sábado, 8 de octubre de 2016

Liquid medication errors and dosing tools: a randomized controlled experiment. | AHRQ Patient Safety Network

Liquid medication errors and dosing tools: a randomized controlled experiment. | AHRQ Patient Safety Network

When kids given liquid meds, 84% of parents made at least 1 error, many serious. Use of oral syringes improved safety.
Pediatrics. 2016 Sep 12; [Epub ahead of print].



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  • Study
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  • Published September 2016

Liquid medication errors and dosing tools: a randomized controlled experiment.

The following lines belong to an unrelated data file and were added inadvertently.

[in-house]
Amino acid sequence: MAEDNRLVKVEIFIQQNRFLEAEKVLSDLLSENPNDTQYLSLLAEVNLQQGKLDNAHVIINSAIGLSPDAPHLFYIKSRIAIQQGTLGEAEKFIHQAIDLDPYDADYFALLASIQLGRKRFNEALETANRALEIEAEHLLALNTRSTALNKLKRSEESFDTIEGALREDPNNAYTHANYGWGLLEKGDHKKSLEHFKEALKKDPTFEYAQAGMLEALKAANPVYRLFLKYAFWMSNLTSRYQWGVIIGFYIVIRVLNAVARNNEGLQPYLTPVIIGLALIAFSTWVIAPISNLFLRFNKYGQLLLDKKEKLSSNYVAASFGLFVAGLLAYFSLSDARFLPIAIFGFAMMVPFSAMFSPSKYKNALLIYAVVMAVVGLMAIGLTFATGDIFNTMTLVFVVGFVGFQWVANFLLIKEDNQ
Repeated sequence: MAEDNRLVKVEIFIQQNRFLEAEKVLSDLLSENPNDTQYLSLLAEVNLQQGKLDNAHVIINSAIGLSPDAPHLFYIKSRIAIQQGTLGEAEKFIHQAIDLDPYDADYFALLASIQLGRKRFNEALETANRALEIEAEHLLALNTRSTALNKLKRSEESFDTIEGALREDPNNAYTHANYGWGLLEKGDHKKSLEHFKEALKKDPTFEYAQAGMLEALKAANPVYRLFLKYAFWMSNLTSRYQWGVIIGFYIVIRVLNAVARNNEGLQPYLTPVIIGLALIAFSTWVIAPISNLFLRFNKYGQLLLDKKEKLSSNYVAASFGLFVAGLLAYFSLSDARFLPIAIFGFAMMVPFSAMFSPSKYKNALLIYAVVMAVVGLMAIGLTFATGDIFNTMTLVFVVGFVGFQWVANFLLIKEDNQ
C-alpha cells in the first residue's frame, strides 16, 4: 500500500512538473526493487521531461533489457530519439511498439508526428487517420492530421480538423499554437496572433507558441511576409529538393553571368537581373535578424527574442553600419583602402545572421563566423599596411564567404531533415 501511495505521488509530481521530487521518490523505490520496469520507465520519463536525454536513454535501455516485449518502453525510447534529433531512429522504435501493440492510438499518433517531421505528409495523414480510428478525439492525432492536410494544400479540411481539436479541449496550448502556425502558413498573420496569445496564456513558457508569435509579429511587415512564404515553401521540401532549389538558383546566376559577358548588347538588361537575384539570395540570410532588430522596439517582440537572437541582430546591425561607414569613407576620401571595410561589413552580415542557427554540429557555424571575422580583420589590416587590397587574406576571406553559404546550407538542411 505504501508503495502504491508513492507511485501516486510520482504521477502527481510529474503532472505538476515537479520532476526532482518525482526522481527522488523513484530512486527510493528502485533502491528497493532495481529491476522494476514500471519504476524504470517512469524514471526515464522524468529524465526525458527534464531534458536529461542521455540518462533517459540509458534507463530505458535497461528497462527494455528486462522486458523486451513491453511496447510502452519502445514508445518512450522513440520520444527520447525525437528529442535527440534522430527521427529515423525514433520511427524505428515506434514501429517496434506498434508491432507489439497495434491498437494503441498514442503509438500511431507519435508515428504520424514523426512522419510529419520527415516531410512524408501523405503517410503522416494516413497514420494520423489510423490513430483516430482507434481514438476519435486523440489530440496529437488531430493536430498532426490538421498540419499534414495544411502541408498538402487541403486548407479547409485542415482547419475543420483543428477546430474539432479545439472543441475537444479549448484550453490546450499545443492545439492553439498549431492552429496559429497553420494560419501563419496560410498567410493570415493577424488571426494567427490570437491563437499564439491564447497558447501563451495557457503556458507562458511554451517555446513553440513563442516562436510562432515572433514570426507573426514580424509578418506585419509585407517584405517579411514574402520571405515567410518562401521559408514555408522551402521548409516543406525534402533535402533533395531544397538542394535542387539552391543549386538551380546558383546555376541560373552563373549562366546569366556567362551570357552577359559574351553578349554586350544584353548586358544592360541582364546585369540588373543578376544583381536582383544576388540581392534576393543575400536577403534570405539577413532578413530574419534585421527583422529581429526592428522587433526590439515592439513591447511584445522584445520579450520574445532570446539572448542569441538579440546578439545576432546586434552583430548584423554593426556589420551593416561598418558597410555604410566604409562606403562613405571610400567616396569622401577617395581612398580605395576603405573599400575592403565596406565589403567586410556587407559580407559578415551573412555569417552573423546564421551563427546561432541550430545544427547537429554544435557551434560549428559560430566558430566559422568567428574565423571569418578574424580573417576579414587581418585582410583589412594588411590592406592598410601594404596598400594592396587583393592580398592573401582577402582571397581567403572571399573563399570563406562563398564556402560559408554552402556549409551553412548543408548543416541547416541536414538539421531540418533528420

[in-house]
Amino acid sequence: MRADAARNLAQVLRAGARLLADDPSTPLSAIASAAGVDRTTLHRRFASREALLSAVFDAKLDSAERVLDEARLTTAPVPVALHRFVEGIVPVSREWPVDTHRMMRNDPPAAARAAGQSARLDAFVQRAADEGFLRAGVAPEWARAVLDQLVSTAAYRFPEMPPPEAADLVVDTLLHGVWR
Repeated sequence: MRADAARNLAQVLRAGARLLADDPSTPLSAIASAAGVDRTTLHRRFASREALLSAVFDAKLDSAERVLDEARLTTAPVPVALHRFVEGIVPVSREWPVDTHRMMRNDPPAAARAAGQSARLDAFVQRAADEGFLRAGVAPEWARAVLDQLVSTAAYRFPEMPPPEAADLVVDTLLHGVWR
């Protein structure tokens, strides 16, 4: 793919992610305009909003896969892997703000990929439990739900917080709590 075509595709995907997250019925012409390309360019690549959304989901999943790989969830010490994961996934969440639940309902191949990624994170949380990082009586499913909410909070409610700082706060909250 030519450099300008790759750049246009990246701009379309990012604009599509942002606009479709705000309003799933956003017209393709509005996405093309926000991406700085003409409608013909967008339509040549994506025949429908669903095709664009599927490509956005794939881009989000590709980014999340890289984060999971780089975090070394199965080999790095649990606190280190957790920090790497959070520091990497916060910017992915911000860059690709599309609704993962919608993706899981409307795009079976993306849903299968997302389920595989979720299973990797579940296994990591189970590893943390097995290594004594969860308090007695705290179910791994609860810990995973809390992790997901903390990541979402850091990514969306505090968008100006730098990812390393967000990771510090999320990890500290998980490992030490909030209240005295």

Misinterpretation of medication labels is a well-recognized source of medication error in theoutpatient setting, especially among patients with low health literacy. This randomized controlled study looked at how units of measurement on medication labels and dosing tool characteristics affected dosing errors with regard to liquid medications in pediatrics. About 84% of parents made at least one dosing error, and 21% made at least one large error, defined as administering more than double the dose. Researchers concluded that the use of oral syringes resulted in fewer dosing errors than cups, especially when administering small doses. The authors conclude that oral syringes should be recommended when dispensing liquid medications in pediatrics. A prior WebM&M commentary discussed a pediatric dosing error.












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